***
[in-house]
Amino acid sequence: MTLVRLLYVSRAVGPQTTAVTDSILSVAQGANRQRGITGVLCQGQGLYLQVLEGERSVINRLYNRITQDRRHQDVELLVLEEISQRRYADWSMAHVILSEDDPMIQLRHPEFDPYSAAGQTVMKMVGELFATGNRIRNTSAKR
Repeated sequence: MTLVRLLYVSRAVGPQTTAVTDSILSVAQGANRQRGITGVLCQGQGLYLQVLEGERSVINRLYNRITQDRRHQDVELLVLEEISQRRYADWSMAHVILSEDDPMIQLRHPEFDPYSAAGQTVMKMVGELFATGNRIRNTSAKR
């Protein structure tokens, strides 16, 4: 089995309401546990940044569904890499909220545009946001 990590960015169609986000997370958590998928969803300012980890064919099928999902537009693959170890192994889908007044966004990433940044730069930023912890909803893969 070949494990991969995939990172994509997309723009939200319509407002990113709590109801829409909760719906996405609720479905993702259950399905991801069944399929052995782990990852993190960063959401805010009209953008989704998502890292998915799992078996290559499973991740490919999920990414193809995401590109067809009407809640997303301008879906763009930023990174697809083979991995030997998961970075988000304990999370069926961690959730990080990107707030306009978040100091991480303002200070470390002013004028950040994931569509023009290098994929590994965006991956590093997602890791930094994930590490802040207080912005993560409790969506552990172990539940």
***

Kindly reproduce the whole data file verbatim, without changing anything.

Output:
[in-house]
Amino acid sequence: MTLVRLLYVSRAVGPQTTAVTDSILSVAQGANRQRGITGVLCQGQGLYLQVLEGERSVINRLYNRITQDRRHQDVELLVLEEISQRRYADWSMAHVILSEDDPMIQLRHPEFDPYSAAGQTVMKMVGELFATGNRIRNTSAKR
Repeated sequence: MTLVRLLYVSRAVGPQTTAVTDSILSVAQGANRQRGITGVLCQGQGLYLQVLEGERSVINRLYNRITQDRRHQDVELLVLEEISQRRYADWSMAHVILSEDDPMIQLRHPEFDPYSAAGQTVMKMVGELFATGNRIRNTSAKR
């Protein structure tokens, strides 16, 4: 089995309401546990940044569904890499909220545009946001 990590960015169609986000997370958590998928969803300012980890064919099928999902537009693959170890192994889908007044966004990433940044730069930023912890909803893969 070949494990991969995939990172994509997309723009939200319509407002990113709590109801829409909760719906996405609720479905993702259950399905991801069944399929052995782990990852993190960063959401805010009209953008989704998502890292998915799992078996290559499973991740490919999920990414193809995401590109067809009407809640997303301008879906763009930023990174697809083979991995030997998961970075988000304990999370069926961690959730990080990107707030306009978040100091991480303002200070470390002013004028950040994931569509023009290098994929590994965006991956590093997602890791930094994930590490802040207080912005993560409790969506552990172990539940």